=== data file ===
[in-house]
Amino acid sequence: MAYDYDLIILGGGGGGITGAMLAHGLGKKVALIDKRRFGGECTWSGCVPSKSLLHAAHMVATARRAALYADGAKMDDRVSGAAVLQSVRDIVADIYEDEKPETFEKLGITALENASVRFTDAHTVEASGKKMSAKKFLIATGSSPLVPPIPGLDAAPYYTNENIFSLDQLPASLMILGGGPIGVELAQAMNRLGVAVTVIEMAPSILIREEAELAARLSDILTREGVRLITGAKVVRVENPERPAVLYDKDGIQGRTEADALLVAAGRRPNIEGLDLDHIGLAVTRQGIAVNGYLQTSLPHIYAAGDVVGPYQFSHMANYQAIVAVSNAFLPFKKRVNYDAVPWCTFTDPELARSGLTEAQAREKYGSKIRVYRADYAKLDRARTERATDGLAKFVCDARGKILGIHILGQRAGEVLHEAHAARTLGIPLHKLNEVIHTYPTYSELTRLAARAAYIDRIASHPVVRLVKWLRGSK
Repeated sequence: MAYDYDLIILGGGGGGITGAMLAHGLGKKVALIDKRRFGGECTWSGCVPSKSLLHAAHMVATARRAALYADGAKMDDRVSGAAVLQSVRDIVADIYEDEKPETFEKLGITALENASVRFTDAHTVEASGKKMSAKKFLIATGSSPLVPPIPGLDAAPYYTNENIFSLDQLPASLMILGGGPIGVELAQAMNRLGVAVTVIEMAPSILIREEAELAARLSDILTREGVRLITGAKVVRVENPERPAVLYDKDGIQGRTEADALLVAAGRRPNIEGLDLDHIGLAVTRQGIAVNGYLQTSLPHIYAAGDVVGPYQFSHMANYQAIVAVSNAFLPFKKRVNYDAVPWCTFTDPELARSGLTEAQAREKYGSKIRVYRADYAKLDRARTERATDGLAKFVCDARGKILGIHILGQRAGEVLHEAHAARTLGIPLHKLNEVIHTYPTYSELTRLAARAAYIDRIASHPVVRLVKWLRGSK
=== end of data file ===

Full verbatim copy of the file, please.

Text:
[in-house]
Amino acid sequence: MAYDYDLIILGGGGGGITGAMLAHGLGKKVALIDKRRFGGECTWSGCVPSKSLLHAAHMVATARRAALYADGAKMDDRVSGAAVLQSVRDIVADIYEDEKPETFEKLGITALENASVRFTDAHTVEASGKKMSAKKFLIATGSSPLVPPIPGLDAAPYYTNENIFSLDQLPASLMILGGGPIGVELAQAMNRLGVAVTVIEMAPSILIREEAELAARLSDILTREGVRLITGAKVVRVENPERPAVLYDKDGIQGRTEADALLVAAGRRPNIEGLDLDHIGLAVTRQGIAVNGYLQTSLPHIYAAGDVVGPYQFSHMANYQAIVAVSNAFLPFKKRVNYDAVPWCTFTDPELARSGLTEAQAREKYGSKIRVYRADYAKLDRARTERATDGLAKFVCDARGKILGIHILGQRAGEVLHEAHAARTLGIPLHKLNEVIHTYPTYSELTRLAARAAYIDRIASHPVVRLVKWLRGSK
Repeated sequence: MAYDYDLIILGGGGGGITGAMLAHGLGKKVALIDKRRFGGECTWSGCVPSKSLLHAAHMVATARRAALYADGAKMDDRVSGAAVLQSVRDIVADIYEDEKPETFEKLGITALENASVRFTDAHTVEASGKKMSAKKFLIATGSSPLVPPIPGLDAAPYYTNENIFSLDQLPASLMILGGGPIGVELAQAMNRLGVAVTVIEMAPSILIREEAELAARLSDILTREGVRLITGAKVVRVENPERPAVLYDKDGIQGRTEADALLVAAGRRPNIEGLDLDHIGLAVTRQGIAVNGYLQTSLPHIYAAGDVVGPYQFSHMANYQAIVAVSNAFLPFKKRVNYDAVPWCTFTDPELARSGLTEAQAREKYGSKIRVYRADYAKLDRARTERATDGLAKFVCDARGKILGIHILGQRAGEVLHEAHAARTLGIPLHKLNEVIHTYPTYSELTRLAARAAYIDRIASHPVVRLVKWLRGSK